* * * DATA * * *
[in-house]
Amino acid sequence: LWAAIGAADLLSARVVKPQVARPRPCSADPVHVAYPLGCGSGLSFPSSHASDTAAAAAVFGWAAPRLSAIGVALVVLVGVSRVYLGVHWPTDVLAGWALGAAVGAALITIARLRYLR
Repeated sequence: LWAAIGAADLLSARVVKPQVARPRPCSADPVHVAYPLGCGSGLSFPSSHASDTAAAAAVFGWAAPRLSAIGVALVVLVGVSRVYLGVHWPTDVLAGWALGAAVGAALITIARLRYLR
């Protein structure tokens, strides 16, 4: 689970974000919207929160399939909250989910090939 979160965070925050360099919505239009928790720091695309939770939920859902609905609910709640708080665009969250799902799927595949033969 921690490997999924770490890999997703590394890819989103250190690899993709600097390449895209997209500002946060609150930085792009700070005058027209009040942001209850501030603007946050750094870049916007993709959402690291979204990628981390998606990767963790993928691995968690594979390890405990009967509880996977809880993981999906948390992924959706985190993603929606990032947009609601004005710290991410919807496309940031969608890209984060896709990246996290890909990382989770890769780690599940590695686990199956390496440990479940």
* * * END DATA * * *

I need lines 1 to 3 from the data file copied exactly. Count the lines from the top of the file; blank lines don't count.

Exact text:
[in-house]
Amino acid sequence: LWAAIGAADLLSARVVKPQVARPRPCSADPVHVAYPLGCGSGLSFPSSHASDTAAAAAVFGWAAPRLSAIGVALVVLVGVSRVYLGVHWPTDVLAGWALGAAVGAALITIARLRYLR
Repeated sequence: LWAAIGAADLLSARVVKPQVARPRPCSADPVHVAYPLGCGSGLSFPSSHASDTAAAAAVFGWAAPRLSAIGVALVVLVGVSRVYLGVHWPTDVLAGWALGAAVGAALITIARLRYLR